Rivaroxaban: other medicine options
Rivaroxaban (Xarelto) may not be suitable for some people (see Who should not take rivaroxaban). If rivaroxaban is not suitable for you, your doctor will prescribe another anti-clotting medicine according to your medical condition, your individual situation and lifestyle.
Rivaroxaban is a fairly new anticoagulant (a type of anti-clotting medicine), so its long-term side effects are still being understood. For this reason, some doctors are more likely to prescribe other anticoagulant medicine they are more familiar with — such as warfarin (Coumadin, Marevan) for atrial fibrillation.
If you are already taking warfarin to prevent blood clots, and your INR is stable, there is little or no benefit in switching to rivaroxaban or another anticoagulant medicine (e.g. dabigatran or apixaban).
If you would like to know more about your treatment options or if you have any questions or concerns about your medicines, always speak to your doctor or pharmacist.
Other anti-clotting medicines
Other anti-clotting medicines include:
- warfarin (Coumadin, Marevan)
- aspirin (e.g. Astrix, Cartia, Solprin)
- apixaban (Eliquis)
- dabigatran (Pradaxa)
- enoxaparin (Clexane)
- dalteparin (Fragmin)
- fondaparinux (Arixtra).
To make sure that you are taking the correct dose of warfarin and that it is working safely and effectively in your body, you must have regular blood tests. The International Normalised Ratio, or INR blood test checks how long it takes for your blood to clot. Find out more about the INR test.
Your INR can be affected by many other medicines and some foods. If you take warfarin, you will need to eat a consistent diet. Find out more about warfarin, diet and warfarin and warfarin’s side effects and interactions.
Apixaban and dabigatran
Like warfarin and rivaroxaban (Xarelto), apixaban (Eliquis) and dabigatran (Pradaxa) are anti-clotting medicines called anticoagulants. These medicines can be used to prevent a stroke in people with atrial fibrillation and they are also used to prevent harmful clots from forming in the body.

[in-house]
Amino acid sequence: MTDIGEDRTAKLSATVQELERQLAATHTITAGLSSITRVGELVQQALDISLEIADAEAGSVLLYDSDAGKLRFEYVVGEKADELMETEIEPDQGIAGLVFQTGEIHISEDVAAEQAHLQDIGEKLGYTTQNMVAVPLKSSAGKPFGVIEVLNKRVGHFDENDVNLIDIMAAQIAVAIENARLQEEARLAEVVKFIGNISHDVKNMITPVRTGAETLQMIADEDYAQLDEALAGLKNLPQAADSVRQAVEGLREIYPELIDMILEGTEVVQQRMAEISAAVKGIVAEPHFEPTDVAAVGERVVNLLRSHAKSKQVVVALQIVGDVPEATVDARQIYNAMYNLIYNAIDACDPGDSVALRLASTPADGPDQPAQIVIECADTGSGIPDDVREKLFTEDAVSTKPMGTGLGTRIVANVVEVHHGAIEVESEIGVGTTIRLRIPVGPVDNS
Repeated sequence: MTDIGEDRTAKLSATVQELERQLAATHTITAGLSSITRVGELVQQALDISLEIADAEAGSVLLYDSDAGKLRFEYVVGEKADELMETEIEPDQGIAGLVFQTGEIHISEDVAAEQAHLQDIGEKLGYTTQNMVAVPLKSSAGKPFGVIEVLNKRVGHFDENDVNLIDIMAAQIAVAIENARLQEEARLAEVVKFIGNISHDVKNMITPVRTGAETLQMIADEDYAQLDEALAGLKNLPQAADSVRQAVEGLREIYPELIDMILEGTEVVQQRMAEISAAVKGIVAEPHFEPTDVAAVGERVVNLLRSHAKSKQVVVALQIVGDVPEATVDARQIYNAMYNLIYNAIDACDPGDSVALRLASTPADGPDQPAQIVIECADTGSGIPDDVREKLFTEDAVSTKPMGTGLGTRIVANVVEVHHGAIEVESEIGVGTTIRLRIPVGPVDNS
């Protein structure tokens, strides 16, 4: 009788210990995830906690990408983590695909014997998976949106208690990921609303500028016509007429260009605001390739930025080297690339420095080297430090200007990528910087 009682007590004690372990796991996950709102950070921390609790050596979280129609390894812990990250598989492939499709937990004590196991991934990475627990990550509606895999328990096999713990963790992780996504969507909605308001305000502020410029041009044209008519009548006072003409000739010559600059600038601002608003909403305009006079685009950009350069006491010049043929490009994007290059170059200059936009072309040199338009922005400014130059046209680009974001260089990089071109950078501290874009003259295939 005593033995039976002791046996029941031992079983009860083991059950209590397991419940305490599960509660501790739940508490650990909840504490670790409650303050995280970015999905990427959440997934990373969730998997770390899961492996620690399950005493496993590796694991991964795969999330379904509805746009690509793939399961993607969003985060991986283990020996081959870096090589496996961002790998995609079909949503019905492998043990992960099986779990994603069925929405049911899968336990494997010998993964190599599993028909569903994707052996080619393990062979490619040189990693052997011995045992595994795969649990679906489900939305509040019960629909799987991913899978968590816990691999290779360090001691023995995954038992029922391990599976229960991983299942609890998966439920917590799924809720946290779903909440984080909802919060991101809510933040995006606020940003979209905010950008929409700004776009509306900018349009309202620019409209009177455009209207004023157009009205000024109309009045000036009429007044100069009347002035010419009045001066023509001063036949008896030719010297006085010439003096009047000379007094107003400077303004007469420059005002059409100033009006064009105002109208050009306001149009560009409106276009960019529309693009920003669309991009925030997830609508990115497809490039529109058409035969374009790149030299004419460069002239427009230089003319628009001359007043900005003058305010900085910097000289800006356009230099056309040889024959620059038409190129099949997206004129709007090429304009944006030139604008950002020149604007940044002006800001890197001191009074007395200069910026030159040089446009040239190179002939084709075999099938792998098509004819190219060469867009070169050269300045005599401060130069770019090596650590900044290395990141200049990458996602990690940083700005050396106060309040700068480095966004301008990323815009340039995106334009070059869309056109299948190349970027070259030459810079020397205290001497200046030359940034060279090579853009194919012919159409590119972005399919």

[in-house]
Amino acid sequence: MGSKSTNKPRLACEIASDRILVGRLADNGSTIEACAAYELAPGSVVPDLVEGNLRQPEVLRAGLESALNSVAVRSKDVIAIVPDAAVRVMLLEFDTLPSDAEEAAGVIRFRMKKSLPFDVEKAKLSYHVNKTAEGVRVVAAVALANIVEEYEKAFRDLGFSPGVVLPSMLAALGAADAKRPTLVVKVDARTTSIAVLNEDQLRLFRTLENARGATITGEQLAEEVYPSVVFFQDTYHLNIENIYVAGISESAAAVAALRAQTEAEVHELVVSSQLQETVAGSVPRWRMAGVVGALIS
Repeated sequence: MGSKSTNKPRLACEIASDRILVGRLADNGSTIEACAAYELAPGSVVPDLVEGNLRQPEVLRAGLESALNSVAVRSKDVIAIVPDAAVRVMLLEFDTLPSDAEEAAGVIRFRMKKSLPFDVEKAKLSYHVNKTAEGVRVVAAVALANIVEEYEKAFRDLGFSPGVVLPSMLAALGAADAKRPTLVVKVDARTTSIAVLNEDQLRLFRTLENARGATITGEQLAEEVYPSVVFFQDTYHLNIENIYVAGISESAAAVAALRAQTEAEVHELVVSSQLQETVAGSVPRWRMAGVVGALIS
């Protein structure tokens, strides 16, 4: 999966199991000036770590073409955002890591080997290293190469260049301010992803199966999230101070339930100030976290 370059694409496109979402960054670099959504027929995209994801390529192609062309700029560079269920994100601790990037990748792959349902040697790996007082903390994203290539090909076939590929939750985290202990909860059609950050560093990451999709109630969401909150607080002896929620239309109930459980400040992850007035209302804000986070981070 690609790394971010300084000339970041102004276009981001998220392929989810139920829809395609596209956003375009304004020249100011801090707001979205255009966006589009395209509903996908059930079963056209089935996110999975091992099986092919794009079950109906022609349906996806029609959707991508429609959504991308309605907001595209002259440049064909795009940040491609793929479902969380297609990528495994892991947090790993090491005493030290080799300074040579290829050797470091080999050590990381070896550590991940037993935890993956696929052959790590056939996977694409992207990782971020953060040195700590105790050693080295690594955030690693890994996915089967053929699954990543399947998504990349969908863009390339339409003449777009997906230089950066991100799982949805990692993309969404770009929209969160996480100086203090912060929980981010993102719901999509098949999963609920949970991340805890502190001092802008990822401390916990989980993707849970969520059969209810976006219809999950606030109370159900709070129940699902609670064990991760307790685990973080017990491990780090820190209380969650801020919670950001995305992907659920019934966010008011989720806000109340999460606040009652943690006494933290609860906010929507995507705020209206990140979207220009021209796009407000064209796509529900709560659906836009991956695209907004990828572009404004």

Unlike warfarin, there is currently no equivalent of the INR blood test to monitor the effect of rivaroxaban, dabigatran or apixaban on blood clotting, or to inform any dose changes.
Some people will prefer not to have ongoing blood tests. For others, the regular INR blood tests that are needed to monitor how well warfarin is working may be reassuring, since it is an easy way to tell if you are at risk of bleeding, and if a dose change is required.
As with all anticoagulants, bleeding is also the main side effect of dabigatran, apixaban and rivaroxaban. However, unlike warfarin there is currently no specific antidote for dabigatran, apixaban or rivaroxaban to stop bleeding. So if you do have a serious bleed while you are taking one of these medicines, it may take longer to treat.
Apixaban and dabigatran are subsidised by the Pharmaceutical Benefits Scheme (PBS) for preventing blood clots after hip and knee replacement surgery, for preventing blood clots recurring in people who have had a deep vein thrombosis (DVT) or pulmonary embolism (PE) before, and for preventing stroke in people with atrial fibrillation.
Aspirin is commonly only given to people with atrial fibrillation who are younger than 65 years of age, and who have no other risk factors for stroke. It is not as effective for people at high risk of stroke.
Find out more about aspirin.
Injectable anti-clotting medicines
Injectable anti-clotting medicines are commonly used to prevent harmful blood clots from forming after hip and knee replacement surgery — particularly enoxaparin (Clexane) and dalteparin (Fragmin), which are low molecular weight heparins. Another injectable medicine called fondaparinux (Arixtra) is also available.
Enoxaparin has been available for a few years, and is the standard treatment for preventing clots after hip or knee replacement surgery. However, as enoxaparin is given as an injection, rivaroxaban may be more convenient for some people because it is taken by mouth.
Find out more about rivaroxaban
- Rossi S, ed. eAMH [online]. Australian Medicines Handbook, January 2013. www.amh.net.au (accessed June 2013).
- Cardiovascular Expert Group. Therapeutic guidelines: cardiovascular. Therapeutic Guidelines Ltd; 2013. www.tg.org.au (accessed June 2013).
- NPS Medicine Update, April 2010. Rivaroxaban (Xarelto) for preventing blood clots after hip or knee replacement surgery
- NPS Medicine Update, December 2012. Rivaroxaban (Xarelto) for preventing stroke in people with atrial fibrillation
- Therapeutic Goods Administration. Medicines Safety Update No. 5; 2010. Rivaroxaban (Xarelto) - an overview of adverse event reports. www.tga.gov.au/hp/msu-2010-05.htm